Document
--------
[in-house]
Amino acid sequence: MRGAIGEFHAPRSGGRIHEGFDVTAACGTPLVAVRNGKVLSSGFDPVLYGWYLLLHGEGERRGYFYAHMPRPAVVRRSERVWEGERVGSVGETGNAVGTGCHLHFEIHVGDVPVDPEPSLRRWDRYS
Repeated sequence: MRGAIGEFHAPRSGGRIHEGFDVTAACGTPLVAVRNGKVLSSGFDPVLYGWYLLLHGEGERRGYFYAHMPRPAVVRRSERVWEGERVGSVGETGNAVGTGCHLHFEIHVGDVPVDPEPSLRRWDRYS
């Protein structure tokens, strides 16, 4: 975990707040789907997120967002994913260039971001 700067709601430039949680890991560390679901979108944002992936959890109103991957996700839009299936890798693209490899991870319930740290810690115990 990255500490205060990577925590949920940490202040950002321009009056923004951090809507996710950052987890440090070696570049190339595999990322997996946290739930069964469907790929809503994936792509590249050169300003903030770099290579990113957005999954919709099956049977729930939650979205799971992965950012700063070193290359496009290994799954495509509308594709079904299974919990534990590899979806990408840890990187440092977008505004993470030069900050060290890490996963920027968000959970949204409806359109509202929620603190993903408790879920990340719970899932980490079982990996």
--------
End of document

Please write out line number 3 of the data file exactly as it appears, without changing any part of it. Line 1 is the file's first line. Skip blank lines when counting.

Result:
Repeated sequence: MRGAIGEFHAPRSGGRIHEGFDVTAACGTPLVAVRNGKVLSSGFDPVLYGWYLLLHGEGERRGYFYAHMPRPAVVRRSERVWEGERVGSVGETGNAVGTGCHLHFEIHVGDVPVDPEPSLRRWDRYS